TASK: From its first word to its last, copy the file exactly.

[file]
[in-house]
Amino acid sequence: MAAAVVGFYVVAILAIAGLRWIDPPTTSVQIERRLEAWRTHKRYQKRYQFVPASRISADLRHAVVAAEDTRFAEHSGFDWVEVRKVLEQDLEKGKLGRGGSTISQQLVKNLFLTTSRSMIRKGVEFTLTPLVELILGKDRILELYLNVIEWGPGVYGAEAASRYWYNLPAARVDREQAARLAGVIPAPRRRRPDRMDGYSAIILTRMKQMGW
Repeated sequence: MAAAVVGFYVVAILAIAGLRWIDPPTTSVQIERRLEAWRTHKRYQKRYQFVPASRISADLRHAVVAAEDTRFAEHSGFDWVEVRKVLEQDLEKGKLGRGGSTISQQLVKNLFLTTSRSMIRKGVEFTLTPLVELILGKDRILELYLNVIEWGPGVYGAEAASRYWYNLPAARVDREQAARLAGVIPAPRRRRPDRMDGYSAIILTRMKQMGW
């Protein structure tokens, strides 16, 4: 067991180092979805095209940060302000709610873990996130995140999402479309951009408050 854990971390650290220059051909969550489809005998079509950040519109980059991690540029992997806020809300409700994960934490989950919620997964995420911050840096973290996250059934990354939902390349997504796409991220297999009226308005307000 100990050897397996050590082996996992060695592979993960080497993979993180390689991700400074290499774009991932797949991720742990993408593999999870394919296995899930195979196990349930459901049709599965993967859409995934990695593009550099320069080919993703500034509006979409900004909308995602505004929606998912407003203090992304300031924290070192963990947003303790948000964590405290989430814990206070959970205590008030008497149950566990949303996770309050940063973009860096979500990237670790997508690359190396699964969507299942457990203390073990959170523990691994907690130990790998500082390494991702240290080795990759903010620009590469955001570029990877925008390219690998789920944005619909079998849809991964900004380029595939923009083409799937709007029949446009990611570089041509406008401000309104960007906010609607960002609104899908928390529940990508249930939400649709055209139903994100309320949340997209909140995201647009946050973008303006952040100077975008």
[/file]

[in-house]
Amino acid sequence: MAAAVVGFYVVAILAIAGLRWIDPPTTSVQIERRLEAWRTHKRYQKRYQFVPASRISADLRHAVVAAEDTRFAEHSGFDWVEVRKVLEQDLEKGKLGRGGSTISQQLVKNLFLTTSRSMIRKGVEFTLTPLVELILGKDRILELYLNVIEWGPGVYGAEAASRYWYNLPAARVDREQAARLAGVIPAPRRRRPDRMDGYSAIILTRMKQMGW
Repeated sequence: MAAAVVGFYVVAILAIAGLRWIDPPTTSVQIERRLEAWRTHKRYQKRYQFVPASRISADLRHAVVAAEDTRFAEHSGFDWVEVRKVLEQDLEKGKLGRGGSTISQQLVKNLFLTTSRSMIRKGVEFTLTPLVELILGKDRILELYLNVIEWGPGVYGAEAASRYWYNLPAARVDREQAARLAGVIPAPRRRRPDRMDGYSAIILTRMKQMGW
């Protein structure tokens, strides 16, 4: 067991180092979805095209940060302000709610873990996130995140999402479309951009408050 854990971390650290220059051909969550489809005998079509950040519109980059991690540029992997806020809300409700994960934490989950919620997964995420911050840096973290996250059934990354939902390349997504796409991220297999009226308005307000 100990050897397996050590082996996992060695592979993960080497993979993180390689991700400074290499774009991932797949991720742990993408593999999870394919296995899930195979196990349930459901049709599965993967859409995934990695593009550099320069080919993703500034509006979409900004909308995602505004929606998912407003203090992304300031924290070192963990947003303790948000964590405290989430814990206070959970205590008030008497149950566990949303996770309050940063973009860096979500990237670790997508690359190396699964969507299942457990203390073990959170523990691994907690130990790998500082390494991702240290080795990759903010620009590469955001570029990877925008390219690998789920944005619909079998849809991964900004380029595939923009083409799937709007029949446009990611570089041509406008401000309104960007906010609607960002609104899908928390529940990508249930939400649709055209139903994100309320949340997209909140995201647009946050973008303006952040100077975008």